Chaos and nonlinearity

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Beware that systems theorists and socio-cultural systems thinkers use the same words with different meanings.

In natural language, order and chaos are usually considered to be opposites.

Yet a system can be orderly and chaotic at the same time. How come?


In a chaotic system, tiny variations in initial state conditions can lead to huge variations in long-term outcomes.

Chaotic behaviour may also be called non-linear behaviour; and so, opposite of chaotic is linear.

Deterministic systems (e.g. a weather system) can be chaotic; so the concepts are not in opposition.

Forrester’s “system dynamics” can be used to model social systems as deterministic machines, and reveal they turn out to behave chaotically.


Most people consider orderliness to be defining characteristic of a system.

However, to some systems thinkers, chaotic or non-linear mean disorderly

Surely, a disorderly system is an oxymoron (a contradiction in terms); it is merely a disorderly entity?


It may help to defining the terms order and chaos in a little more detail.

A system is orderly where it is deterministic, it responds to an event in a way that is predictable from its rules and its current state.

A system is random where it responds to events in ways not predictable from its rules and state (perhaps using fuzzy logic).

A system may appear random, because you don’t know its internal state or rules, yet actually be orderly.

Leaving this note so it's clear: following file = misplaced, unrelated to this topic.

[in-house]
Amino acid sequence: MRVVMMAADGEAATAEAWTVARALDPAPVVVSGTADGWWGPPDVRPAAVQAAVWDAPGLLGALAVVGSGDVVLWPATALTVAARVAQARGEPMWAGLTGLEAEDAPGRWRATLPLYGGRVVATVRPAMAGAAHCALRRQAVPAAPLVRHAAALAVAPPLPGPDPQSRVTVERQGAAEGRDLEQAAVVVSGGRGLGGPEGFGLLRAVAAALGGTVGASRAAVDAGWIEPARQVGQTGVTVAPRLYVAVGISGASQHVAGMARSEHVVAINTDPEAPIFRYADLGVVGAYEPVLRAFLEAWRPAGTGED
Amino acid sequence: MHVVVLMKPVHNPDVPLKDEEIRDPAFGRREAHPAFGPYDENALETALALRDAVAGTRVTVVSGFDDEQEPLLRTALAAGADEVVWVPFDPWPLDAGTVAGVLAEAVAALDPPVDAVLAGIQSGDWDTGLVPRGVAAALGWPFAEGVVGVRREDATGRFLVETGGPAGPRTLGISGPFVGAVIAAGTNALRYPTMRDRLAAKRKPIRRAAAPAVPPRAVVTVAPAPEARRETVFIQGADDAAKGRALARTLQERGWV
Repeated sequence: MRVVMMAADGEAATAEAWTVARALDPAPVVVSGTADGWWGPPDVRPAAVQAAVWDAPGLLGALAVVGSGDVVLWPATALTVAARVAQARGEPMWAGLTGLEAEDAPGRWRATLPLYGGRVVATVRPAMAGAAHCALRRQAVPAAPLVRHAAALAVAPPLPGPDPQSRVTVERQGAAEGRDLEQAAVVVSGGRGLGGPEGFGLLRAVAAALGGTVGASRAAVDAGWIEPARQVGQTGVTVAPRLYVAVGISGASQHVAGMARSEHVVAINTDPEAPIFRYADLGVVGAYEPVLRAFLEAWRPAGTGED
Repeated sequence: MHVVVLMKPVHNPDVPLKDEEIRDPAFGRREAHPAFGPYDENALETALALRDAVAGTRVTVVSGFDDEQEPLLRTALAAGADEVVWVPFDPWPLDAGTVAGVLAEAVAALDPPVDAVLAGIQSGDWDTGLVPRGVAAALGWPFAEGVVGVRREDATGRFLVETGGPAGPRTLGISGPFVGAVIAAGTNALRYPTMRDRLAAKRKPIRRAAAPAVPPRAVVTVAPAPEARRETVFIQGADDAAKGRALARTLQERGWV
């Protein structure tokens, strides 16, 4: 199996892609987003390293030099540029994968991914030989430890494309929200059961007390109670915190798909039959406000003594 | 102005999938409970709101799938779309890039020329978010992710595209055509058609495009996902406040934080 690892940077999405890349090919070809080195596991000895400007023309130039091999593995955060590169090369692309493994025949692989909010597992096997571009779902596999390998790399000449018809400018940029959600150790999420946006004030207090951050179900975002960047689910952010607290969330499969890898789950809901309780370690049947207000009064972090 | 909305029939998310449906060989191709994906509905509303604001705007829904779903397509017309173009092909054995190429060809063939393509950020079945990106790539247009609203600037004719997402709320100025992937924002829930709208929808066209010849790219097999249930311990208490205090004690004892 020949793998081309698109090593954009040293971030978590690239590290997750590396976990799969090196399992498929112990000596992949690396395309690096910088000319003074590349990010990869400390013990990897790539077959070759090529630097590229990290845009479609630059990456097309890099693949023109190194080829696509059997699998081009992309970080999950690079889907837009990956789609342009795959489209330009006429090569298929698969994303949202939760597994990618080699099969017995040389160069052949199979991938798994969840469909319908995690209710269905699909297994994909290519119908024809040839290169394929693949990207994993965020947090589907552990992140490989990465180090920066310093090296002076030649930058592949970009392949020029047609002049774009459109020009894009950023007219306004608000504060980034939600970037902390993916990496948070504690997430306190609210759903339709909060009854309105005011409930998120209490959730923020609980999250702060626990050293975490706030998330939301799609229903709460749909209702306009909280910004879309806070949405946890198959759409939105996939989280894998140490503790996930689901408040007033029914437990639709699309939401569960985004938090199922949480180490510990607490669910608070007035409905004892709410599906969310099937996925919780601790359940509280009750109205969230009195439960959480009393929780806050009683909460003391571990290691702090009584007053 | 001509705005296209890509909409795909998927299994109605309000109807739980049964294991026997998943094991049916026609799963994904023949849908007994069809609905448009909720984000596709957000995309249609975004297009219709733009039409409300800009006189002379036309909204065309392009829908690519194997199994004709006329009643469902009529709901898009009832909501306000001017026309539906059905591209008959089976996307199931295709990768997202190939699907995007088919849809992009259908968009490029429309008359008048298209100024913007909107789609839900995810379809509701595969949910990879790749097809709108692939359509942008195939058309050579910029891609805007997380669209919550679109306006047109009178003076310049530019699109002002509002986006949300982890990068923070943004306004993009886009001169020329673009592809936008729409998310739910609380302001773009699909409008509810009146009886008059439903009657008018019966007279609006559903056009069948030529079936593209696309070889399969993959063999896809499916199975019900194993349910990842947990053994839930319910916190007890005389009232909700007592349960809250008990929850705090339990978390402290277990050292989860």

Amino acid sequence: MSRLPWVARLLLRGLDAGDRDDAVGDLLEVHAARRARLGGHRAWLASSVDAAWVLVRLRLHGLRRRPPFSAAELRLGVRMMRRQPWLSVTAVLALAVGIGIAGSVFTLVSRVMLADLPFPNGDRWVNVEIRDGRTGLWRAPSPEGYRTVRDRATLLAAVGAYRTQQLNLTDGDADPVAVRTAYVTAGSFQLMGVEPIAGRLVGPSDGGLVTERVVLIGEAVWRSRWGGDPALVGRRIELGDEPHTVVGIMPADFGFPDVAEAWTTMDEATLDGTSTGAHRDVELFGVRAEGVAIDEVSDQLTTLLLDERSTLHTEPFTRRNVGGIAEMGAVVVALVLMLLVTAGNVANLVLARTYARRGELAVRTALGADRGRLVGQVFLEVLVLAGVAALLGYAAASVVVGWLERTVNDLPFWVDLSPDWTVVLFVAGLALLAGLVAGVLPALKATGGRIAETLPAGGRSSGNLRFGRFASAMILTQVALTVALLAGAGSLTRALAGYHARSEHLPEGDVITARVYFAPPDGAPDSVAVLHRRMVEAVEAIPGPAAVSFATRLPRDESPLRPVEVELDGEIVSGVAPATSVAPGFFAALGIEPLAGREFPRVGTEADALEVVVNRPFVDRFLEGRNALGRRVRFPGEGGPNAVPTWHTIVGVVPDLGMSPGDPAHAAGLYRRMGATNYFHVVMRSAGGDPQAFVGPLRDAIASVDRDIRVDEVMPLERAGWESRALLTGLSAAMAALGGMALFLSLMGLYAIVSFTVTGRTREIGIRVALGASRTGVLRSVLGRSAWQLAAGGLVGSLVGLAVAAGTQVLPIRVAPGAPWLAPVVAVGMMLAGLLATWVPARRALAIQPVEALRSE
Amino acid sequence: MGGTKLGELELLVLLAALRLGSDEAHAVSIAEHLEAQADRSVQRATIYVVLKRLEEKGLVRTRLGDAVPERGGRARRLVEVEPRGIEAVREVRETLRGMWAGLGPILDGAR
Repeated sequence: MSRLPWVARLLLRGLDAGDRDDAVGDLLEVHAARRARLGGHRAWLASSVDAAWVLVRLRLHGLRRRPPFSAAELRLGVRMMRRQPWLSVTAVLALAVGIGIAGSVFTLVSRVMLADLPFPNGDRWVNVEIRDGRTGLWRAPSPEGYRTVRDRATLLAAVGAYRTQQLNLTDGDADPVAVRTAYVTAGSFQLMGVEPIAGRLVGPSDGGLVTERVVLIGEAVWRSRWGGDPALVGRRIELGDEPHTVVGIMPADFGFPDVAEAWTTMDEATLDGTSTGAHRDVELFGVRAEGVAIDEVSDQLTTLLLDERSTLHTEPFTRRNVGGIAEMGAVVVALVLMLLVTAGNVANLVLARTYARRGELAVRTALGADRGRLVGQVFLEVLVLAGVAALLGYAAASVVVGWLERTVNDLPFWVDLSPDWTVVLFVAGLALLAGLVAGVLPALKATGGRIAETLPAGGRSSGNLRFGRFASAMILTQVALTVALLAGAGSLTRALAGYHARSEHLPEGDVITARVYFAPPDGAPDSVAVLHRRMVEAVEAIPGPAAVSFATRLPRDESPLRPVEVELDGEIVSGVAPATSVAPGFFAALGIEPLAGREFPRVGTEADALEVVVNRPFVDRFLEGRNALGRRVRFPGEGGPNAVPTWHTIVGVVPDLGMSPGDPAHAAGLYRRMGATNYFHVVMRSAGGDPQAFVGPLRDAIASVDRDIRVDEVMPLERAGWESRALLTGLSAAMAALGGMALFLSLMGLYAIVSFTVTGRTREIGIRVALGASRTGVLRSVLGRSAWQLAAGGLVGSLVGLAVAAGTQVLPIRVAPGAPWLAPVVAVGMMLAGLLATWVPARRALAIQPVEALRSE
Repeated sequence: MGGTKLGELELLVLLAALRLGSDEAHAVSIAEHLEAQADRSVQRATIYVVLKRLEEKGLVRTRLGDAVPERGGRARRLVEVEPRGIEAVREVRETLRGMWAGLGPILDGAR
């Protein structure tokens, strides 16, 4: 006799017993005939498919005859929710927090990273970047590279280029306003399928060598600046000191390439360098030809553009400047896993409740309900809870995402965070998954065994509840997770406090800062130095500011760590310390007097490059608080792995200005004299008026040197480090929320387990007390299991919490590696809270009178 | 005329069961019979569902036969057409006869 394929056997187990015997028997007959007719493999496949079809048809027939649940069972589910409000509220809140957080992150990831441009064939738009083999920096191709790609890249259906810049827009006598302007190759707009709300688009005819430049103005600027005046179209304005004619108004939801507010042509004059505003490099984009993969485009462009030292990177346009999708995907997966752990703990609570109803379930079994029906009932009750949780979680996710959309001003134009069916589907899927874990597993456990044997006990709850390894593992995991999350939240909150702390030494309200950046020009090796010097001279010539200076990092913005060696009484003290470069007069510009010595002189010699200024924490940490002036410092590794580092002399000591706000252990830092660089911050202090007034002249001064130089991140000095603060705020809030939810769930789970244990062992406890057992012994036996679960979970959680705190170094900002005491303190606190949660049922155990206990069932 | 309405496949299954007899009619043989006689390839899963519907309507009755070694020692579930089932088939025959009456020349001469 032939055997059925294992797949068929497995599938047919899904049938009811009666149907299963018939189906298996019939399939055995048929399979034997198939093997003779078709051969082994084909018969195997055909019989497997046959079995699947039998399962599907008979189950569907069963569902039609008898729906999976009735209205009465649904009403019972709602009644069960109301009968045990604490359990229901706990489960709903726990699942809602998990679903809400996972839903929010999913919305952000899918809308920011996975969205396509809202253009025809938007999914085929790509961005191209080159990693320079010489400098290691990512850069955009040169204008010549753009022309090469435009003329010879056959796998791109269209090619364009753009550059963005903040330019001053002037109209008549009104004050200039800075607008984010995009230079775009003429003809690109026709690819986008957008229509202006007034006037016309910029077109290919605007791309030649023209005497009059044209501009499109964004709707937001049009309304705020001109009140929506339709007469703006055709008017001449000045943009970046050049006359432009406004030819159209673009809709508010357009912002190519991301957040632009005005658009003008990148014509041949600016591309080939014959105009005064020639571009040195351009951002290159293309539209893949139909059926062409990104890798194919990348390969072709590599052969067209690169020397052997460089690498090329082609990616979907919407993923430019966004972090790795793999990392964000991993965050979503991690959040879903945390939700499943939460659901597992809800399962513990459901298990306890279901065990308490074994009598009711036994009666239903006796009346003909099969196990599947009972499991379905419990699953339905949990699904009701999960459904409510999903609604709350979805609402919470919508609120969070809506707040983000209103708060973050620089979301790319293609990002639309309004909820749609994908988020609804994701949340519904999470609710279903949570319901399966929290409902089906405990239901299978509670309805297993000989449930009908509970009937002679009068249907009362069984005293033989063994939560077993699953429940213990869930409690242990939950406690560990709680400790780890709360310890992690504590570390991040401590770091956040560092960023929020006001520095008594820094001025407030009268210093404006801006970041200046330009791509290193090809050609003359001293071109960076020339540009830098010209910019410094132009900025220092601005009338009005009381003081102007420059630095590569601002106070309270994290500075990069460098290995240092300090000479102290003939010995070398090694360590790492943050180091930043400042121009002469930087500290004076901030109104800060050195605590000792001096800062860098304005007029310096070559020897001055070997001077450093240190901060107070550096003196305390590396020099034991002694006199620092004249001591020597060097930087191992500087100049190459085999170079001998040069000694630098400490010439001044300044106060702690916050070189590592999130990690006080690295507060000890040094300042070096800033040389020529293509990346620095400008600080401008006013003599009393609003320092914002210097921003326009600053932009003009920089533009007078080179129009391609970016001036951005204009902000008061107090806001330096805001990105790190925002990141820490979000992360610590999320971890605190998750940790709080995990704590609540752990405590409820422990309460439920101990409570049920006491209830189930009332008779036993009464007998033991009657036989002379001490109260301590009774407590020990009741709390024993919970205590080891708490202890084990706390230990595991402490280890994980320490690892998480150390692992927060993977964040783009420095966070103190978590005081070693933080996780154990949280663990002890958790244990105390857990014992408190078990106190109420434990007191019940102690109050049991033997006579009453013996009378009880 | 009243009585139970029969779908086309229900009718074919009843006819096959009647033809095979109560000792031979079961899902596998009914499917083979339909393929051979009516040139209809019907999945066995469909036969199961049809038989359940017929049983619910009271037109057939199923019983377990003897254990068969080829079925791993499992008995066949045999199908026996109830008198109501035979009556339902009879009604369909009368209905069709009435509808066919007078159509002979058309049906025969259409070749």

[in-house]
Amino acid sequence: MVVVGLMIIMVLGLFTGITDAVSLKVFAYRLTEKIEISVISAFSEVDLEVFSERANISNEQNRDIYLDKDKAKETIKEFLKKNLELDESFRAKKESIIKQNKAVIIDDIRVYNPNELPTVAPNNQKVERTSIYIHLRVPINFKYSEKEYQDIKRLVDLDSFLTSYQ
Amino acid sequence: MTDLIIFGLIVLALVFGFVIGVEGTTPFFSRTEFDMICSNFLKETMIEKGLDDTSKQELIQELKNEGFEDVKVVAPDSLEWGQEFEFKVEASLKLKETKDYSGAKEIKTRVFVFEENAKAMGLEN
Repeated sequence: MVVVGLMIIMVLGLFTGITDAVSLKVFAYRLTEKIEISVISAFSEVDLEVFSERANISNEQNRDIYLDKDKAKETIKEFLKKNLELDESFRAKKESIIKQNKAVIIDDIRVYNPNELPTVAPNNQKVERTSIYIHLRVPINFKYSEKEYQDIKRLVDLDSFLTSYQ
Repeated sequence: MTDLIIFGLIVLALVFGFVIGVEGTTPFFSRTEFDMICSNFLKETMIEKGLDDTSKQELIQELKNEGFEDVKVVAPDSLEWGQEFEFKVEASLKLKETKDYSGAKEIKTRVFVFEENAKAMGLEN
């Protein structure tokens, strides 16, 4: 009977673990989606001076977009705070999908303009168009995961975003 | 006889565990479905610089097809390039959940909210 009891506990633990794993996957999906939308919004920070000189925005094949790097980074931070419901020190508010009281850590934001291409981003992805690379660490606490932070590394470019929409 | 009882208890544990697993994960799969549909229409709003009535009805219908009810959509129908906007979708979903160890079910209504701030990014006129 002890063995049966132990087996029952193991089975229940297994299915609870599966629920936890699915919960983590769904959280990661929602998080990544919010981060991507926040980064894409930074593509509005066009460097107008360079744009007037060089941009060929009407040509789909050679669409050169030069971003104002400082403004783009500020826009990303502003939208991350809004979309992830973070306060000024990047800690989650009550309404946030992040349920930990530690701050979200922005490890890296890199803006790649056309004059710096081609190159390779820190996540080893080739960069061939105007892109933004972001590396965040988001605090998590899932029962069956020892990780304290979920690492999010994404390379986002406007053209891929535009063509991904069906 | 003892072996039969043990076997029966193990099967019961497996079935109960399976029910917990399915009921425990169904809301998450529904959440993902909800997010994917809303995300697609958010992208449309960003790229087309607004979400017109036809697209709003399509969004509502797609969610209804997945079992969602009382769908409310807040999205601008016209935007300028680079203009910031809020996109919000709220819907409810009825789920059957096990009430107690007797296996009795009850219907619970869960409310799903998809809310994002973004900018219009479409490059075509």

A linear system produces a predictable variation in long-term outcomes from differences in the initial conditions.

A chaotic system produces a surprisingly wide variety of long-term outcomes from narrow differences in the initial conditions.


Briefly, in this and related papers:

Orderly or deterministic 

is the opposite of

Random or fuzzy.

Linear outcomes.

are the opposite of

Chaotic outcomes 


(changing variable values in the light of events)

is different from 


(changing variable types or rules).


I suspect there to be a relationship as described in the table below


Linear outcomes

Chaotic outcomes

Ordered process steps



Random process steps




How to find out whether the long-term outcomes of an ordered system will be linear or chaotic?

In “systems dynamics”, the operational system is nothing more or less a performance of the system description.

And you can run the system to see how things turn out.

Relevance to EA

EA frameworks suggest ways to model ordered systems.

It makes no reference whether the long term outcomes of system behaviour will be linear or chaotic.

Note that enterprise architects often have to assume how humans will interpret and respond to information given to them (e.g. an invoice requesting payment).

But they cannot dictate that response.

Also, they cannot judge whether a human response is orderly or random, since the internal state and logic of the human is unknowable.



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